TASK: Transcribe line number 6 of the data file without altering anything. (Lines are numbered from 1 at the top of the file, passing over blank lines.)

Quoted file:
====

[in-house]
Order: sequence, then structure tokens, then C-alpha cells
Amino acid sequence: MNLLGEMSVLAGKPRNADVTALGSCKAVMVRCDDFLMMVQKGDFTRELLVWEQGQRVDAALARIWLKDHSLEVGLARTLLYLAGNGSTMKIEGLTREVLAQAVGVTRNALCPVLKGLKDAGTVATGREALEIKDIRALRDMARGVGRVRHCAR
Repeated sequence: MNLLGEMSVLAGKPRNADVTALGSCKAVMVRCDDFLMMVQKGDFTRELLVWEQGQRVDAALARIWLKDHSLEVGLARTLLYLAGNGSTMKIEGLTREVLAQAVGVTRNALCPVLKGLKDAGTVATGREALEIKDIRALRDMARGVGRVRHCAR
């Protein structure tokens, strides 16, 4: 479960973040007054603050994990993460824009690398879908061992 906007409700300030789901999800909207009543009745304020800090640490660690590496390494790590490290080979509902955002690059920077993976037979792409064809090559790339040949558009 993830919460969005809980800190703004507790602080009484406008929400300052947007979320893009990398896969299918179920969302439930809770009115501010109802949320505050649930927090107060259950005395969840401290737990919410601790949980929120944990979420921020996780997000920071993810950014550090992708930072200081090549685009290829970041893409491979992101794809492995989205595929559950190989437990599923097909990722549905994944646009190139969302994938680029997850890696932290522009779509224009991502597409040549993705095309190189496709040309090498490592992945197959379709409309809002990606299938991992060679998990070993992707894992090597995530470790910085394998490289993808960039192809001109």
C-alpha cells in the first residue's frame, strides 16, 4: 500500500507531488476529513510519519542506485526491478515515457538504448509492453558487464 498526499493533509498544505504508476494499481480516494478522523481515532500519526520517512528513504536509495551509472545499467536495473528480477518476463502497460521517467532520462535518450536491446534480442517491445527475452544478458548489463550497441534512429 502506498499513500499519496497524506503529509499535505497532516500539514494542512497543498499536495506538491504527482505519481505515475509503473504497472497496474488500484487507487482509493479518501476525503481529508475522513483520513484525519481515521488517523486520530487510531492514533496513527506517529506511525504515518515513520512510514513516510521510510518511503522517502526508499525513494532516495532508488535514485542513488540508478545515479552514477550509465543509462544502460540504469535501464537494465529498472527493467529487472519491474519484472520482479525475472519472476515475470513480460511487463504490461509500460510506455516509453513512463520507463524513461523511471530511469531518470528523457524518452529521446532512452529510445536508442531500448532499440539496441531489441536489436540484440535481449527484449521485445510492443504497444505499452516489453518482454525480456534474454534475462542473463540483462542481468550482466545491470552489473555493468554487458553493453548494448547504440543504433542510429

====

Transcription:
C-alpha cells in the first residue's frame, strides 16, 4: 500500500507531488476529513510519519542506485526491478515515457538504448509492453558487464 498526499493533509498544505504508476494499481480516494478522523481515532500519526520517512528513504536509495551509472545499467536495473528480477518476463502497460521517467532520462535518450536491446534480442517491445527475452544478458548489463550497441534512429 502506498499513500499519496497524506503529509499535505497532516500539514494542512497543498499536495506538491504527482505519481505515475509503473504497472497496474488500484487507487482509493479518501476525503481529508475522513483520513484525519481515521488517523486520530487510531492514533496513527506517529506511525504515518515513520512510514513516510521510510518511503522517502526508499525513494532516495532508488535514485542513488540508478545515479552514477550509465543509462544502460540504469535501464537494465529498472527493467529487472519491474519484472520482479525475472519472476515475470513480460511487463504490461509500460510506455516509453513512463520507463524513461523511471530511469531518470528523457524518452529521446532512452529510445536508442531500448532499440539496441531489441536489436540484440535481449527484449521485445510492443504497444505499452516489453518482454525480456534474454534475462542473463540483462542481468550482466545491470552489473555493468554487458553493453548494448547504440543504433542510429